Children at school where Mandela matriculated say they are left to go hungry on some days

26 May 2019 - 18:49 By Mpumzi Zuzile
The state-of-the-art Mawonga Primary School in Qumbu, Eastern Cape was built through the Accelerated Schools Infrastructure Delivery Initiative.
The state-of-the-art Mawonga Primary School in Qumbu, Eastern Cape was built through the Accelerated Schools Infrastructure Delivery Initiative.
Image: ASIDI via Facebook

Almost six months after the Eastern Cape education department had to urgently close down the Reshwa Secondary School in Peddie due to dwindling numbers, pupils and parents claim they have been abandoned.

Khula Children's Rights Organisation's Petros Majola said they have received calls from a number of parents and learners who claim there are days the pupils go without food.

“They go to class with empty stomachs. Some learners decided to drop out of school and go back home as they exhausted all avenues but still no joy,” said Majola.

The pupils were transferred at the beginning of the year to the Healdtown Comprehensive School outside Fort Beaufort, after only 17 pupils returned for the new school year.

Now the handful of pupils, who live at the school's hostel, say they face an uphill battle, far from their families.

Incidentally, this is the school where the late former president Nelson Mandela matriculated in 1938.

Eastern Cape premier, Phumulo Masualle in 2018 announced plans to close over 2,000 small schools in the province.

But a member of the school governing body of Reshwa Secondary School claimed there were no final discussions held with them to close the school.

“We held meetings with the department as early as July last year. They promised that the closure of the school was a temporary measure and come 2019 our children will study at a school closer to their homes,” she charged.

She said some parents had already opted last year to move their grade 12 pupils to nearby schools, instead of sending them almost 160km to Healdtown.

Department spokesperson Malibongwe Mtima has, however, said the process was followed and there were meetings with the school's governing body and parents.

He further added that while the department was waiting for a permanent service provider to be appointed to provide meals to the pupils, they were using the same supplier that caters at Fort Beaufort Primary.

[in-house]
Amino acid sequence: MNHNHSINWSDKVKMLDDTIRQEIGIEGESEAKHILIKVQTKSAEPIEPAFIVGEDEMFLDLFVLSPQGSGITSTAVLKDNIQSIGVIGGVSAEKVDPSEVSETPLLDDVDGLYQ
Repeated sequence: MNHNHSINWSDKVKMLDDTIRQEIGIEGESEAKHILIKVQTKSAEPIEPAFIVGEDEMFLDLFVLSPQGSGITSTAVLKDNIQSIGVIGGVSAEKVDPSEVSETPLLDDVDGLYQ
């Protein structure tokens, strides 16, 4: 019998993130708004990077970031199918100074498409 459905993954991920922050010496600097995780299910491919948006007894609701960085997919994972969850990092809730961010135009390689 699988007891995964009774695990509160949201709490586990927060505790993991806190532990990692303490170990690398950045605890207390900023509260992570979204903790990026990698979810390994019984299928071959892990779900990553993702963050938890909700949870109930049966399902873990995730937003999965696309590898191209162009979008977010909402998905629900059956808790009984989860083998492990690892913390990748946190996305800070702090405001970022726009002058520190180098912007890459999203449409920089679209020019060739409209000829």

Mtima said the department took a decision to close the school after only 17 learners returned at the beginning of the year.

“There were low learner numbers with only three teachers from Grade 8 – 12,” said Mtima.

He said there was no provision of scholar transport to the nearest school and the only option was to accommodate them in the hostel at Healdtown.

In January this year, the head of the Eastern Cape education department defended the rationalisation of schools that had too few pupils, which are closed and merged with more viable ones.

Department superintendent-general Themba Kojana said at the time the department did not simply shut down schools, arguing that the closures followed consultation and planning.

Equal Education's (EE) Tshepo Motsepe said the organisation and the Equal Education Law Centre (EELC) supported the school rationalisation process but said pupils' right to education must be protected above all.

Motsepe said there are 5,433 schools in the Eastern Cape.

He further posited that rationalisation creates fewer, but larger schools and this allows the department to achieve more with the budget they have.

Motsepe added that rationalisation should happen fairly.

The South African Schools Act requires the provincial MEC to inform a school governing body of the intention to close their school, allow the SGB to respond, hold a public hearing for the community to make representations regarding the closure, and give consideration to the representations.

“SGBs and communities must be properly informed and genuinely engaged on the matter, bearing in mind that they may raise compelling reasons why the closure of their school should not happen. There is also a need to be sensitive to their attachment to the school and its relationship to the community,” said Motsepe.